SportsTurf

June 2017

SportsTurf provides current, practical and technical content on issues relevant to sports turf managers, including facilities managers. Most readers are athletic field managers from the professional level through parks and recreation, universities.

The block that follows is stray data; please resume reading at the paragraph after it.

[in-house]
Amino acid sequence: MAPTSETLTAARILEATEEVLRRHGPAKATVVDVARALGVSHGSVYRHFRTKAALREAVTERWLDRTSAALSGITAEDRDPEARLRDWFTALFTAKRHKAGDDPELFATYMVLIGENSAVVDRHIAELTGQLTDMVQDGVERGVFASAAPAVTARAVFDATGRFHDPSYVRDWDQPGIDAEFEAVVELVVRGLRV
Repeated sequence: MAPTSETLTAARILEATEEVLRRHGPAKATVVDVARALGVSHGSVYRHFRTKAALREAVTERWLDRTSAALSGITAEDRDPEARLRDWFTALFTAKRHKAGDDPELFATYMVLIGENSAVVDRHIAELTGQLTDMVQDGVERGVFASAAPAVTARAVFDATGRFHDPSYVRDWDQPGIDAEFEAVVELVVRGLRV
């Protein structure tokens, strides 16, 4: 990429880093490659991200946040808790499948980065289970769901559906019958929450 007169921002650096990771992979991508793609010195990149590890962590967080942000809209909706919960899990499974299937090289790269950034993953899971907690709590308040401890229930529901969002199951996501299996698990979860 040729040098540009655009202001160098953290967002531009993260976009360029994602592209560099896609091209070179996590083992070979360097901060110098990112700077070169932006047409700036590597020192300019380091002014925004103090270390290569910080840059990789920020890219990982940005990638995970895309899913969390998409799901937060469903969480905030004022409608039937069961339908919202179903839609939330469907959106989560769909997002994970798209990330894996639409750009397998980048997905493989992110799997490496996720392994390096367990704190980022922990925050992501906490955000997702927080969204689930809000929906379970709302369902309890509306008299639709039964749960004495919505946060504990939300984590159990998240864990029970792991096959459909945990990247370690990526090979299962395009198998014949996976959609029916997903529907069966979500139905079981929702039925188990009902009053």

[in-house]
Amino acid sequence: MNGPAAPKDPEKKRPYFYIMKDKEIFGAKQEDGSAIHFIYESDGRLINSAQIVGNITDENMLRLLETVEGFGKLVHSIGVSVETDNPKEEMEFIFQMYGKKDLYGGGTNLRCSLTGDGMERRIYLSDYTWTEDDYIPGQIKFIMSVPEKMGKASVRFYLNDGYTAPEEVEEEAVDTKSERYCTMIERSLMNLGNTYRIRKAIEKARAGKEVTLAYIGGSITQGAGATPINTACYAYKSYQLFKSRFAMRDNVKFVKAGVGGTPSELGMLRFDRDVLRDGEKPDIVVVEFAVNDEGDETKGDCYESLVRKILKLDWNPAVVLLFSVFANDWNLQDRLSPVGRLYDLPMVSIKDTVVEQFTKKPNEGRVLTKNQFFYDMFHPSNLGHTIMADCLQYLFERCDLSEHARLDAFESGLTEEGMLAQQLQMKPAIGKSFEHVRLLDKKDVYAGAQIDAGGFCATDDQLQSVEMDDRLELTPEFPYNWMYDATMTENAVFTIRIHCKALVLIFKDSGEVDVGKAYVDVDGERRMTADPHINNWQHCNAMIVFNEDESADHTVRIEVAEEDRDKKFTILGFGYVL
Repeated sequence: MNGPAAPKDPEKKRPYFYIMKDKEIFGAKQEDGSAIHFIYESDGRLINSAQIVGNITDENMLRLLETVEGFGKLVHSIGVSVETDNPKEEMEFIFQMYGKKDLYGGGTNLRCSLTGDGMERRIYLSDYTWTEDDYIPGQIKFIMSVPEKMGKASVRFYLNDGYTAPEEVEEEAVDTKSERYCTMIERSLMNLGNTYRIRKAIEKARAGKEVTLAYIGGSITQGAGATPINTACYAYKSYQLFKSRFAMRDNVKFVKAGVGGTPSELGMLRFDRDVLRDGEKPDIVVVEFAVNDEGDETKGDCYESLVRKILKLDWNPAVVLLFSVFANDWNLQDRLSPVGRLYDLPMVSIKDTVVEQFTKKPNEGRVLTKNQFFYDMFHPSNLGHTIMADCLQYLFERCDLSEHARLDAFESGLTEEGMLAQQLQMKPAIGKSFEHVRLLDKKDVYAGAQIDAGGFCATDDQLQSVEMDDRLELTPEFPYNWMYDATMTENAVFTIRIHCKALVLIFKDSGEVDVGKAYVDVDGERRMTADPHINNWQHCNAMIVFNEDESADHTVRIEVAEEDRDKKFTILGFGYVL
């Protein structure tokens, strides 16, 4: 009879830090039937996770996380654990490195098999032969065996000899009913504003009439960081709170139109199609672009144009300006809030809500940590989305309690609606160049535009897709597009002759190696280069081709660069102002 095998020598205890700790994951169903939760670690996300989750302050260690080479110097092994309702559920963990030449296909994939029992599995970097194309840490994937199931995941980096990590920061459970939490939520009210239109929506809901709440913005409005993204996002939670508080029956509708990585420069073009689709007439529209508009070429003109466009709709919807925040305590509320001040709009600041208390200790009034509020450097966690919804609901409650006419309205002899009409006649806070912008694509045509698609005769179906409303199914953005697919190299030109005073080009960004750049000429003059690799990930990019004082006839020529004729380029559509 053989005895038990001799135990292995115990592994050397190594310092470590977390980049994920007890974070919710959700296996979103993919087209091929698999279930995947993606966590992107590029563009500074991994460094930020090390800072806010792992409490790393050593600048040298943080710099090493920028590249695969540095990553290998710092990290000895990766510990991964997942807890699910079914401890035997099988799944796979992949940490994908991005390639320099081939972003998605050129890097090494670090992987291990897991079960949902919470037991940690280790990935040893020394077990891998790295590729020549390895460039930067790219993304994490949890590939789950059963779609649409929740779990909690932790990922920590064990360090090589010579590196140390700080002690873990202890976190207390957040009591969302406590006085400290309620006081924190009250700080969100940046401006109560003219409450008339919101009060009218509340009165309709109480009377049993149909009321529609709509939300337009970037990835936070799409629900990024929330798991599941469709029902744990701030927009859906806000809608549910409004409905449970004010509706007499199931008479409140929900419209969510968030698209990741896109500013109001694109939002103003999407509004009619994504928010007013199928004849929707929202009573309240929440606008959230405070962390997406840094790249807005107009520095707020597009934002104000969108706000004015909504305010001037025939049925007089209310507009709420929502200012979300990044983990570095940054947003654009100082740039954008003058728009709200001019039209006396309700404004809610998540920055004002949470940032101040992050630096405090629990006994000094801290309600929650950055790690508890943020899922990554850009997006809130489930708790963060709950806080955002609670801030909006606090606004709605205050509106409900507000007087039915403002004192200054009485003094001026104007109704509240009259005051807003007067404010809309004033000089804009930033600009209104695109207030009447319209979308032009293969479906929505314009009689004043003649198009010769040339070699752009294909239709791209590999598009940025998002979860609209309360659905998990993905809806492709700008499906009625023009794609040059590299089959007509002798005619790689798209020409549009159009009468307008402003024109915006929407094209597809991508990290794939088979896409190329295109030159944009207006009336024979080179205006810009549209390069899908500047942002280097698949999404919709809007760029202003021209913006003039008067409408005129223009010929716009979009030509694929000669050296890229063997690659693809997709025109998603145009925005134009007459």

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www.stma.org June 2017 | SportsTurf 23 Make farm visits as much as you think is necessary; most turf managers make a trip out 3 months before delivery and then another 2 weeks before installation. If necessary, a few come out when we are harvesting their sod. Possible questions include: ■ How old is the material? ■ When was it planted? Seed or stolons? ■ Has this material been harvested this year? ■ What is the mowing height at the time of harvest? Can I have it mowed at the same cutting height as my fi eld? ■ When was it last fertilized? What product was used? ■ What is it grown on? (analysis of growing medium) ■ Do you use plastic netting to help grow in? ■ What varieties do you grow? All our products are not always available; it depends on time of year and how much work this is. Best policy is to reach out to sales staff and give them a heads up on project and depending on quantity, we request a deposit to hold the material in inventory. When preparing for thick-cut sod, plan ahead; make sure you have all the contractors scheduled, make a visit to sod farm, and have a plan B if bad weather is in the forecast, especially when dealing with the sod farm. It might not be raining at the facility but might be at sod farm. Typical thick cut sod ranges from 1 to 2 inches in depth; most like 1.5 inches if a quick turnaround is necessary. Cost plays a big factor, due to thicker cut the sod weighs more and the trucks carry less material, so more trucking is necessary which not only increases costs but also increases the chances something might go wrong on delivery. If you have a quick turnaround it makes for a stressful time waiting on trucks. Your fi eld must be prepared for the thick cut depth, so if you have existing turf you must prep the fi eld so it matches up correctly. We don't want any uneven surfaces. The fi eld must be graded and fi rm so no rutting occurs during instal- lation. Depending on access to fi eld, plywood must be placed in areas where unloading of sod onto the fi eld is placed to help with damage. Also to help speed up install process, a plywood path is placed on the fi eld to the far end so the forklift can drop sod closer. Once all sod is installed and you have a quick turnaround, water in the sod with a hose, roll, and mow if necessary. JAMES GRAFF, GRAFF'S TURF Fort Morgan, CO Quality sod covers three major areas for us: strength, density and color. Lacking in any of these areas makes for an unhappy customer and a project no one is proud to have his or her name on. Re questions, ask about soil, ask about seed, ask about fertility plans, ask about age of turf. The answers don't have to be complicated but there should be answers. Make sure no corners have been cut. You must have a supplier you trust and one that views your relationship as a mutual partnership. You must help each other out to be successful. Listen to each other. Learn the difference between maintaining a playing fi eld and producing a fi eld of turfgrass and respect the differences. Our best products are in high demand. Our inventory runs tight and making plans far in advance is critical. Grades are the most critical point. If the grade is solid, level and stable it will be a safe playing surface. The best sod on a poor grade will be diffi cult to get right. After the turf is down, don't complicate it. Don't turn the fi eld into a science project. And as my dad has always said, "Relax…it's just grass." 1-800-363-8780 • sales@1stproducts.com • 1stproducts.com VC60 VERTI-CUTTER The VC60 is designed for use on golf course fairways, tees and all types of sports fields. Unique swing hitch allows operator to turn while using. New "optional " double roller gauge system is now available, which allows for 1.5" spacing. Skid shoes are still available.

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